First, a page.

Kevin Brookins

Kevin B. Brookins
SVP of Strategy and Administration, ComEd


My greatest strength is my versatility. I believe this has afforded me the opportunity to perform in diverse roles throughout my career. I am a broad, long-term thinker who also understands the details of today. I have a combination of technical and business backgrounds—my college education includes a BS in electrical engineering and an MBA and my work experience has been similarly diverse. I have led teams in engineering, construction and maintenance, and operations, as well as merger integration, customer service, strategy, communications, and marketing. I am also able to relate to people of many different backgrounds.


Many people have been role models for me in different ways, including my parents and members of my extended family who motivated me to get a good education, use sound and principled judgment, and treat people well.

In terms of civic leaders, Thurgood Marshall has been inspirational for me. Most refer to him as the first black associate justice of the U.S. Supreme Court. But most important, Thurgood Marshall was the principal architect of the legal strategy and the leader of the team that ended segregation in the United States, well before he wore a robe. In fact, he argued more cases before the U.S. Supreme Court than anyone else in history and won 29 of 32 cases. My definition of a good leader is someone who can get people to accomplish something extraordinary and Justice Marshall certainly meets that definition. I vividly remember watching his response to a question at the news conference that announced his retirement on how he wanted to be remembered. He said that he wanted to be remembered this way: “That he did what he could with what he had.” This is such a simple and succinct statement, particularly from and for such a giant of a leader. But, I can’t think of a better tribute. And I reflect on that statement quite often.


People are motivated by positive outcomes, a sense of accomplishment. They enjoy being part of a winning team. I learned this lesson through sports. If team members understand the game they are playing, and the goal they must reach to win, they will be motivated to accomplish that goal. It’s human nature. I try to ensure that my team has this understanding, that we keep them informed of our progress, and that we accomplish the goal.


We are losing a disproportionate number of African-American men from the American mainstream. A disproportionate number of them are not graduating from high school and are not developing an employable skill through college, trade schools or the military. Further, they are developing drug habits or criminal records. This impacts their ability to secure and maintain employment. Without a meaningful job, they become demoralized and may choose illegal ways to survive and become disconnected from a meaningful family life.


I mentor people at work and outside of work. I also serve on several boards that support the advancement of African Americans, including the American Association of Blacks in Energy (AABE), a national association of energy professionals founded and dedicated to ensure the input of African Americans and other minorities in the discussion and development of energy policies, regulations, R&D technologies, and environmental issues; and Chicago United, which promotes multiracial leadership in business to advance parity in economic opportunity. I also co-chair the Black Creativity Advisory Committee at the Chicago Museum of Science & Industry, where we encourage African-American school children to consider careers in science, technology, engineering, and math—the STEM fields; and the Executive Advisory Committee for Governors State University, where a high percentage of the students are African American. Additionally, I support Tomorrow’s Men, a mentoring organization for African-American teenage boys, where my wife is the executive director, as well as other organizations like Rainbow PUSH, UNCF, and the church I attend.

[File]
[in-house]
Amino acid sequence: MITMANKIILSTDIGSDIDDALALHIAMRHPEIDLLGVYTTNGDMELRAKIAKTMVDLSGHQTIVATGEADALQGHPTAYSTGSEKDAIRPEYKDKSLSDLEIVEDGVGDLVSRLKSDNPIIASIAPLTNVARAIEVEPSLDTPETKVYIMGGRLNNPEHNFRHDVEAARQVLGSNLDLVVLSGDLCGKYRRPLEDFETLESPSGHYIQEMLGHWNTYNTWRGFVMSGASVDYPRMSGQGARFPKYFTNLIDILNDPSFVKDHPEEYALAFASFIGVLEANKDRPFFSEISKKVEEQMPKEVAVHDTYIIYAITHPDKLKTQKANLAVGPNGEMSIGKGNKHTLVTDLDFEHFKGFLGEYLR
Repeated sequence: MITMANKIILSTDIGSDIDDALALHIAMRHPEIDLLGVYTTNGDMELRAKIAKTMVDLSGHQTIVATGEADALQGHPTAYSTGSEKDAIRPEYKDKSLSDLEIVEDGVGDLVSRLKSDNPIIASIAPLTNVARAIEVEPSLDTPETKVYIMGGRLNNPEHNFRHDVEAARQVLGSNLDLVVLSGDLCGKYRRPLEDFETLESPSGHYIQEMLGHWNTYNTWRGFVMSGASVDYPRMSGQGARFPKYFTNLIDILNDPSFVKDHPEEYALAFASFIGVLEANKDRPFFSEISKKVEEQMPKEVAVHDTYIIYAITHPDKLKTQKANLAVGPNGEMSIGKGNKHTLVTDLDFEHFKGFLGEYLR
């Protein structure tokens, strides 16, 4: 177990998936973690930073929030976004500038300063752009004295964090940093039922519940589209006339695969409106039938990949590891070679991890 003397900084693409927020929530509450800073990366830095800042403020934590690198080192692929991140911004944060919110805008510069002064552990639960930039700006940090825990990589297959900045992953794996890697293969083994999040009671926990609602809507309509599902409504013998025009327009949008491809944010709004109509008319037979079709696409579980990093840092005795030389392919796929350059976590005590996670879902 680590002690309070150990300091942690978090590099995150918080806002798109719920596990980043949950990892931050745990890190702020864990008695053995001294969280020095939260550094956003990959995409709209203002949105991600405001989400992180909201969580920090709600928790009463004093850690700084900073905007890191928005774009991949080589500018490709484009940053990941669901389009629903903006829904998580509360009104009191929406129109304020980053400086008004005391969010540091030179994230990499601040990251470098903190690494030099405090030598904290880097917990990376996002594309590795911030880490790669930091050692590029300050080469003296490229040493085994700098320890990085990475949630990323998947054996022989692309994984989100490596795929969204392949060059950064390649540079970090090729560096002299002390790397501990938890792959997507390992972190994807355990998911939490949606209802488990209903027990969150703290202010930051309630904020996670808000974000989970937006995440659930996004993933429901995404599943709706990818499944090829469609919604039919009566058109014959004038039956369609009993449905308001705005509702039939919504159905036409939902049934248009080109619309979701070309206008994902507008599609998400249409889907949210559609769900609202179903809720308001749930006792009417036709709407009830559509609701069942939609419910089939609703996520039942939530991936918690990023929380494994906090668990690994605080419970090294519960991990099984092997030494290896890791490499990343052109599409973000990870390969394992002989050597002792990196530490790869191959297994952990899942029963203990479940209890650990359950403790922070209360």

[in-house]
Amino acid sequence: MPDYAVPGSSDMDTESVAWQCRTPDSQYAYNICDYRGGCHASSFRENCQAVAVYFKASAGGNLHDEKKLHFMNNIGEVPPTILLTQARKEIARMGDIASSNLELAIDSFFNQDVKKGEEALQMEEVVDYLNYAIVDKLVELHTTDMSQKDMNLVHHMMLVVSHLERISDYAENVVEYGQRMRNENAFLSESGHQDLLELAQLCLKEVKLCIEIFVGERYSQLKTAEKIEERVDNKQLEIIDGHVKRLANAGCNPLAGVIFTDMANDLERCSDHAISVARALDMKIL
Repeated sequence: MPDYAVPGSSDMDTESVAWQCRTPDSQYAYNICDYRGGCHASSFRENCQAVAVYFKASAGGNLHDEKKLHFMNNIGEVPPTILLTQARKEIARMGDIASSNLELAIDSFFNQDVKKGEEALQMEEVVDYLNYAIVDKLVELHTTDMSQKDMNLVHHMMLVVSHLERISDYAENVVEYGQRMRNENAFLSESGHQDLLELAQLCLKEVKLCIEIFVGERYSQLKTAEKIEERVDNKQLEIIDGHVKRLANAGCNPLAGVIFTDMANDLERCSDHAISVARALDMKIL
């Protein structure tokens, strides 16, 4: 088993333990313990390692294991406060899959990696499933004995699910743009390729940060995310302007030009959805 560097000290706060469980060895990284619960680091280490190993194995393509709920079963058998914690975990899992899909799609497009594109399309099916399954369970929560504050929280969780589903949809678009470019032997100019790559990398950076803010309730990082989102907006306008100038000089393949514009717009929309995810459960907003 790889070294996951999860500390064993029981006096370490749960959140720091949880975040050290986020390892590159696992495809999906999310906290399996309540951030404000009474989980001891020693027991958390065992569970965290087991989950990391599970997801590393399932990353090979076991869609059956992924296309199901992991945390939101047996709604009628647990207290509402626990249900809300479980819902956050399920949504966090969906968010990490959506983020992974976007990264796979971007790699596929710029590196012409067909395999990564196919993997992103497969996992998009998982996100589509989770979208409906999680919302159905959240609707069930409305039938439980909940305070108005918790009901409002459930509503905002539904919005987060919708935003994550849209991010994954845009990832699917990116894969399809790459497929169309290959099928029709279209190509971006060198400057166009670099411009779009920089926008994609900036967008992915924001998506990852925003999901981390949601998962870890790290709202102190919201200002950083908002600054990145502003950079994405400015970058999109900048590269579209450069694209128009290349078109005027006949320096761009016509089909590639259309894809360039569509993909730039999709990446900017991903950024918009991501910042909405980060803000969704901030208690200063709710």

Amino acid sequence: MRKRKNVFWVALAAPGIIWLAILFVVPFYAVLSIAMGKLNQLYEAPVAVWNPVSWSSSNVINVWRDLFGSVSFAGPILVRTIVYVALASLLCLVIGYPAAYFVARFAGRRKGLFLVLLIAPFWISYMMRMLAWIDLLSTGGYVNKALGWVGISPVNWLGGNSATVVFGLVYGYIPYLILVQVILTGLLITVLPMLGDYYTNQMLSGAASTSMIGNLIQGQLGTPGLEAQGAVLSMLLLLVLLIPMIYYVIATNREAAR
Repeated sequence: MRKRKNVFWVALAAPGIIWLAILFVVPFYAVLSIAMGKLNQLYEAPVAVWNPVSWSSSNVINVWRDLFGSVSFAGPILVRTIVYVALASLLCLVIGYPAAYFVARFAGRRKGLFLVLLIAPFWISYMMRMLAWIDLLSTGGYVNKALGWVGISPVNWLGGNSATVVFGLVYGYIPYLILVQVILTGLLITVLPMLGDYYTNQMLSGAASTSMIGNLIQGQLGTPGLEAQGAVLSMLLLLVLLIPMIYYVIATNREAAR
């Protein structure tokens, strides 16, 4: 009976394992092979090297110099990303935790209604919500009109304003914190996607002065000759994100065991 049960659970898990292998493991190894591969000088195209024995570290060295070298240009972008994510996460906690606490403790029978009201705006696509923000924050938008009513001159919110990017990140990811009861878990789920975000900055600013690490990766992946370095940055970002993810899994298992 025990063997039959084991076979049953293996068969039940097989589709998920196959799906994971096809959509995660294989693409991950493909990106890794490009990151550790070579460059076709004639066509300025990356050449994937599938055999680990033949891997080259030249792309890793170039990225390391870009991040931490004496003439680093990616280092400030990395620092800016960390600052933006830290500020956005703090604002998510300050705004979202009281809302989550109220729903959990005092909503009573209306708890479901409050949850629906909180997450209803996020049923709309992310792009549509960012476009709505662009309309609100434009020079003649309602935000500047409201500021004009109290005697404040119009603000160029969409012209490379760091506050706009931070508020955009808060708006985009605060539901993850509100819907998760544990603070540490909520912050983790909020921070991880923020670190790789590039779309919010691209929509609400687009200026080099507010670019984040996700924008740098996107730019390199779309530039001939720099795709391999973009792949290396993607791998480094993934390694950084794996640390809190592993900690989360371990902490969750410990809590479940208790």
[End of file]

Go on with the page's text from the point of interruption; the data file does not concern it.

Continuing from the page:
I have found two keys to success that transcend race and color: 1. Success is the product of preparation and opportunity. Never stop learning and developing yourself. And make the most of every opportunity and every task that is assigned to you, no matter how big or small it may be. You never know who is watching and how they may be helpful to you in the future. 2. The importance of a good network and mentors. You cannot achieve success by yourself.


Don’t be afraid to try something different along the way in your career. I spent the first eight years of my career doing well as an analyst in the corporate planning area. But I was encouraged by my first couple of supervisors, who thought well of me and were very supportive, to take a position away from the corporate offices and closer to the front line of the business to gain a better foundational understanding of it. This proved to be very wise counsel for me. Not only did this provide me with a great foundation, but it also expanded my network and allowed me to demonstrate that I could be successful in operations, which is a very different environment. It also positioned me for my first leadership role as a first-line supervisor and, subsequently, a department manager. Later, I also benefitted from the experience of co-leading a merger integration team, which resulted in my first director position followed by my first executive position.